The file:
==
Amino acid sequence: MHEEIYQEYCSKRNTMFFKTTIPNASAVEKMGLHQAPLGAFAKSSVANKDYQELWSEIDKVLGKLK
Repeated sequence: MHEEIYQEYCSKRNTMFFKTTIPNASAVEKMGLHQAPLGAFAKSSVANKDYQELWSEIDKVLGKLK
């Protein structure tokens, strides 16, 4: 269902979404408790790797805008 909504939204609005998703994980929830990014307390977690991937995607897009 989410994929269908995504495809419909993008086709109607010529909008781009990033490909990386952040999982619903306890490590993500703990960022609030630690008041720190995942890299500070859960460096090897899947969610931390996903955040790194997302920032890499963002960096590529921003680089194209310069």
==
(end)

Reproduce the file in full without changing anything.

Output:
Amino acid sequence: MHEEIYQEYCSKRNTMFFKTTIPNASAVEKMGLHQAPLGAFAKSSVANKDYQELWSEIDKVLGKLK
Repeated sequence: MHEEIYQEYCSKRNTMFFKTTIPNASAVEKMGLHQAPLGAFAKSSVANKDYQELWSEIDKVLGKLK
């Protein structure tokens, strides 16, 4: 269902979404408790790797805008 909504939204609005998703994980929830990014307390977690991937995607897009 989410994929269908995504495809419909993008086709109607010529909008781009990033490909990386952040999982619903306890490590993500703990960022609030630690008041720190995942890299500070859960460096090897899947969610931390996903955040790194997302920032890499963002960096590529921003680089194209310069």